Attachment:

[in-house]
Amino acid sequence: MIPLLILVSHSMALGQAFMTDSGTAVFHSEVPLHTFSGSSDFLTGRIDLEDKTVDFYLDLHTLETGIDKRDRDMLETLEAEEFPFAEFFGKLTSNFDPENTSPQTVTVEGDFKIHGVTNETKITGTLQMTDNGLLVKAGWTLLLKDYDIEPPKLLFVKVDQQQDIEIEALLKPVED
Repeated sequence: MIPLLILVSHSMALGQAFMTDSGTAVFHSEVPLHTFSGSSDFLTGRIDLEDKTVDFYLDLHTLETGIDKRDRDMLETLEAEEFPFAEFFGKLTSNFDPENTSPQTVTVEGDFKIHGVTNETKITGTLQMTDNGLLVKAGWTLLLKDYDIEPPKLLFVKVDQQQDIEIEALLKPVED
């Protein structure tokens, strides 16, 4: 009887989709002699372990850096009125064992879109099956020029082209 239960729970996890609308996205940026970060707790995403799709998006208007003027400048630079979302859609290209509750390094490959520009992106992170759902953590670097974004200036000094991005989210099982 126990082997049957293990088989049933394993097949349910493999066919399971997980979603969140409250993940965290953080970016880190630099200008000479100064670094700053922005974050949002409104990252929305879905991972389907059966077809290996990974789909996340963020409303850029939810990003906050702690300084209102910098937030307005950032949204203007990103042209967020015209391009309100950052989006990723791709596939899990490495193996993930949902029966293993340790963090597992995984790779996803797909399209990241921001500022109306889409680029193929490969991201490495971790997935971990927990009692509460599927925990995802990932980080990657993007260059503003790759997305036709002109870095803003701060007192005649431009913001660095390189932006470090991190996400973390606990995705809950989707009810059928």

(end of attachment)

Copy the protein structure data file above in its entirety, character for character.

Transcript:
[in-house]
Amino acid sequence: MIPLLILVSHSMALGQAFMTDSGTAVFHSEVPLHTFSGSSDFLTGRIDLEDKTVDFYLDLHTLETGIDKRDRDMLETLEAEEFPFAEFFGKLTSNFDPENTSPQTVTVEGDFKIHGVTNETKITGTLQMTDNGLLVKAGWTLLLKDYDIEPPKLLFVKVDQQQDIEIEALLKPVED
Repeated sequence: MIPLLILVSHSMALGQAFMTDSGTAVFHSEVPLHTFSGSSDFLTGRIDLEDKTVDFYLDLHTLETGIDKRDRDMLETLEAEEFPFAEFFGKLTSNFDPENTSPQTVTVEGDFKIHGVTNETKITGTLQMTDNGLLVKAGWTLLLKDYDIEPPKLLFVKVDQQQDIEIEALLKPVED
């Protein structure tokens, strides 16, 4: 009887989709002699372990850096009125064992879109099956020029082209 239960729970996890609308996205940026970060707790995403799709998006208007003027400048630079979302859609290209509750390094490959520009992106992170759902953590670097974004200036000094991005989210099982 126990082997049957293990088989049933394993097949349910493999066919399971997980979603969140409250993940965290953080970016880190630099200008000479100064670094700053922005974050949002409104990252929305879905991972389907059966077809290996990974789909996340963020409303850029939810990003906050702690300084209102910098937030307005950032949204203007990103042209967020015209391009309100950052989006990723791709596939899990490495193996993930949902029966293993340790963090597992995984790779996803797909399209990241921001500022109306889409680029193929490969991201490495971790997935971990927990009692509460599927925990995802990932980080990657993007260059503003790759997305036709002109870095803003701060007192005649431009913001660095390189932006470090991190996400973390606990995705809950989707009810059928």